AP National Writer
BOSTON (AP) -- In the tight rows of chairs stretched across the Commonwealth Ballroom, the nervousness -- already dialed high by two bombs, three deaths and more than 72 hours without answers -- ratcheted even higher.
The minutes ticked by as investigators stepped out to delay the news conference once, then again. Finally, at 5:10 p.m. Thursday, a pair of FBI agents carried two large easels to the front of the Boston hotel conference chamber and saddled them with display boards. They turned the boards backward so as not to divulge the results of their sleuthing until, it had been decided, they could not afford to wait any longer.
Now the time had come to take that critical, but perilous step: introducing Boston to the two men believed responsible for an entire city's terror.
"Somebody out there knows these individuals as friends, neighbors, co-workers or family members of the suspects," said Richard DesLauriers, the FBI agent in charge in Boston. As he spoke, investigators flipped the boards around to reveal grainy surveillance-camera images of the men whose only identity was conferred by the black ball cap and sunglasses on one, the white ball cap worn backward on the other.
"Though it may be difficult, the nation is counting on those with information to come forward and provide it to us."
Photographers and TV cameras pushed forward, intent on capturing the images, even as people in the lobby stared into computers and smart phones, straining to recognize the faces. In living rooms and bars and offices across the city, and across the country, so many people looked up and logged on to examine the faces of the men deemed responsible for the bombing attack of the Boston Marathon, that the FBI servers were instantly overwhelmed.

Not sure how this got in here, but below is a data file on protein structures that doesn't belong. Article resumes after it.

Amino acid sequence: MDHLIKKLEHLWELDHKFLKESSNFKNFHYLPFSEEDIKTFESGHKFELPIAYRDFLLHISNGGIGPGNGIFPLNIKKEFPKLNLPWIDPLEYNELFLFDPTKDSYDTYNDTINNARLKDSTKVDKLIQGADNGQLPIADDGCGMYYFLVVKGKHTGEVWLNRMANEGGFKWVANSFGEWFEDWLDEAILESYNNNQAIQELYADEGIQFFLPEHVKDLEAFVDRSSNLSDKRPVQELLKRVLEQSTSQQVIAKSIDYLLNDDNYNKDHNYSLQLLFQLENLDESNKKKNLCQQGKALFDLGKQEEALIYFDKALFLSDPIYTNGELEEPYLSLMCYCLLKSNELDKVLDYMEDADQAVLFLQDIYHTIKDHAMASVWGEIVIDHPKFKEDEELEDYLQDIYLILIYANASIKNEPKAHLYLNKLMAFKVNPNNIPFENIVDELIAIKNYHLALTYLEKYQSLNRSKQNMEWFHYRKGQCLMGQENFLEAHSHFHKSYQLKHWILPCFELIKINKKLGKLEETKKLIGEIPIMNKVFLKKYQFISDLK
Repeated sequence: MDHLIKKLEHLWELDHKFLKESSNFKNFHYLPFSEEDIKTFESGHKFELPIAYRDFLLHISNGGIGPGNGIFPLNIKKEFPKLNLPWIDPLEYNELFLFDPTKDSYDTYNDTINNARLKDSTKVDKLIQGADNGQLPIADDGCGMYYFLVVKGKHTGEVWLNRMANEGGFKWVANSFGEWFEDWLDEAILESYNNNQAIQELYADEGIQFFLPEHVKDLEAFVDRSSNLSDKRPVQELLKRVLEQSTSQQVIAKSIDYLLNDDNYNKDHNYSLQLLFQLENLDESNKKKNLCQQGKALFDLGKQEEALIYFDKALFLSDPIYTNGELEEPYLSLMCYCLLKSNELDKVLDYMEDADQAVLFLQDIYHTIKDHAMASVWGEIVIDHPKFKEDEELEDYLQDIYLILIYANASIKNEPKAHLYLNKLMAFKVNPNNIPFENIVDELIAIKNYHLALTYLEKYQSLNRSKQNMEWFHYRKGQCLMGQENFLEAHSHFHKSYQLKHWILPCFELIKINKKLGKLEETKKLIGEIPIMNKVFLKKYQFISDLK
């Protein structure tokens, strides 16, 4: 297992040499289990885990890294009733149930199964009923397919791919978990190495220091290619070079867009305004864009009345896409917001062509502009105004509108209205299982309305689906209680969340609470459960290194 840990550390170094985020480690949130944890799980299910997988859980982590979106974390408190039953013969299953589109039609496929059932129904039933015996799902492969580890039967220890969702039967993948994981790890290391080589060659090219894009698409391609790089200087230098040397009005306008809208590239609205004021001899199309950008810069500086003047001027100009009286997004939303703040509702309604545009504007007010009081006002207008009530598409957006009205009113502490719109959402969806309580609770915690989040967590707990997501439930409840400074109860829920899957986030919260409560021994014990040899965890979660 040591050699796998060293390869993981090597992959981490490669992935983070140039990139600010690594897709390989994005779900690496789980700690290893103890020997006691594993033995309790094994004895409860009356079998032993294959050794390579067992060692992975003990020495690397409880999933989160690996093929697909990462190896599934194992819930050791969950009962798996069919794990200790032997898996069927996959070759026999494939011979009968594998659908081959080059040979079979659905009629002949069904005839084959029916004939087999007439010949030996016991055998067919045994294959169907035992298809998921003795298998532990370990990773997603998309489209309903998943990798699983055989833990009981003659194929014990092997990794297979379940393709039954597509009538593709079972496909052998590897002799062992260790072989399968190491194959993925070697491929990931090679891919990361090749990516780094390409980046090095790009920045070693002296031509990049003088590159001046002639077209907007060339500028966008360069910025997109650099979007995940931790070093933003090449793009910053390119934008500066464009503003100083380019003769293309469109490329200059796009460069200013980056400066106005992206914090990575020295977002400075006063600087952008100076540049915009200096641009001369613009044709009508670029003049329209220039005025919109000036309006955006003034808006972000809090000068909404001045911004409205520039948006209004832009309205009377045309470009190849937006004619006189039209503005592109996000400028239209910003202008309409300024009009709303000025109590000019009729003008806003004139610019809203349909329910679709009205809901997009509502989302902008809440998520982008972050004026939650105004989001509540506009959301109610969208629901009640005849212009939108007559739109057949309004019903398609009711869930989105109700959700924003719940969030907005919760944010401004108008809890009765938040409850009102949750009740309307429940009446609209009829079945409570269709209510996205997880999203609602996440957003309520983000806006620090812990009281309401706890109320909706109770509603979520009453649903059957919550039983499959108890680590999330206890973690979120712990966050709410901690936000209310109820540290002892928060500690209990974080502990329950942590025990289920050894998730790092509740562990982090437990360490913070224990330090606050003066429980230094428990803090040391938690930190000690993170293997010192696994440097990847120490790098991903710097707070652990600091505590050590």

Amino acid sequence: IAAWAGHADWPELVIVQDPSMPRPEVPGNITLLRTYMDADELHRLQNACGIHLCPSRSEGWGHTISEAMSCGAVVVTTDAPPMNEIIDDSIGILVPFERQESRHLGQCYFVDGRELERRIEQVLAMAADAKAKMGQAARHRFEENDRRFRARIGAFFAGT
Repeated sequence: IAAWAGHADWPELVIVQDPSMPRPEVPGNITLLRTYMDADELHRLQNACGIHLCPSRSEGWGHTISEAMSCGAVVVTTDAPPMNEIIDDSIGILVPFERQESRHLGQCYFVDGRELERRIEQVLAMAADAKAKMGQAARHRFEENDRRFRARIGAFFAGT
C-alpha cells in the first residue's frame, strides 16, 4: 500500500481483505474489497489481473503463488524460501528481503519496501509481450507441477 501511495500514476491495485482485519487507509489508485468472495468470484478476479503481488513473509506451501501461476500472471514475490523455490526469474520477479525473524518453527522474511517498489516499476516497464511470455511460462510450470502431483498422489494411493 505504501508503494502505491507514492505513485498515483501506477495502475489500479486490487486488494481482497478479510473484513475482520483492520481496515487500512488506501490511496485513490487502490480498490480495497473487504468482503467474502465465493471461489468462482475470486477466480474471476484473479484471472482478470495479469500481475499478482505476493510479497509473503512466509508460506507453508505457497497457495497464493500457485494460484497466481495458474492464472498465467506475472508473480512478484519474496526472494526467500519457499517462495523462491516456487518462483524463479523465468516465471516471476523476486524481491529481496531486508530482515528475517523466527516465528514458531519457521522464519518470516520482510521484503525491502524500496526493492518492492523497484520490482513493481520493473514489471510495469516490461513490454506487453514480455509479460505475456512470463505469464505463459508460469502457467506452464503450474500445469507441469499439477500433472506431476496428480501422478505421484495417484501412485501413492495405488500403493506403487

At the least, Bostonians told each other, the photos proved that the monsters the city had imagined were responsible for maiming more than 170 were nothing more than ordinary men. But even as that relief sank in, the dread that had gripped the city since Monday at 2:50 p.m. was renewed.
If everyone had seen these photos, then that had to mean the suspects had seen them, too.
What desperation might they resort to, marathoner Meredith Saillant asked herself, once they were confronted with the certainty that their hours of anonymity were running out?
On the morning after the marathon, Saillant had fled the city for the mountains of Vermont with three friends and their children, trying to escape nightmares of the bombs that had detonated on the sidewalk just below the room where they'd been celebrating her 3:38 finish. Now, she put aside her glass of wine, reaching for the smart phone her friend offered and scrutinized the photos of the men who had defeated her city on what was supposed to be its day of camaraderie and strength.
"I expected that I would feel relief, 'OK, now I can put a face to it,' and start some closure," Saillant says. "But I think I felt more doom. I felt, I don't know, chilled. Knowing where we are and the era in which we live, I knew that as soon as those pictures went up that it was over, that something was going to happen ... like it was the beginning of the end."
There was no way she or the people of Boston could know, though, just when that end would come -- or how.
Marathon Monday dawned with the kind of April chill that makes spectators shiver and runners smile -- the ideal temperature for keeping a body cool during 26.2 miles of pounding over hills and around curves. By the four-hour mark, more than 2/3 of the field's 23,000 runners had crossed the finish line, and the crowds of onlookers were beginning to thin a little. But the growing warmth made it an afternoon to relish.
Passing the 25-mile mark, Diane Jones-Bolton, 51, of Nashville, Tenn., picked up the pace, relishing the effort and the sense of accomplishment of her 195th marathon.
Near the finish line, Brighid Wall of Duxbury, Mass., stood to watch the race with her husband and children, cheering on the competitors laboring through the race's final demanding steps.
In the post-race chute Tracy Eaves, a 43-year-old controller from Niles, Mich., proudly claimed her medal and a Mylar blanket, and took a big swig from a bottle of Gatorade.
And at the corner of Newbury Street and Gloucester, cab driver Lahcene Belhoucet pulled over, relishing the overabundance of paying passengers on an afternoon that traditionally gives almost as much of a boost to Boston's economy as it does to the city's spirits.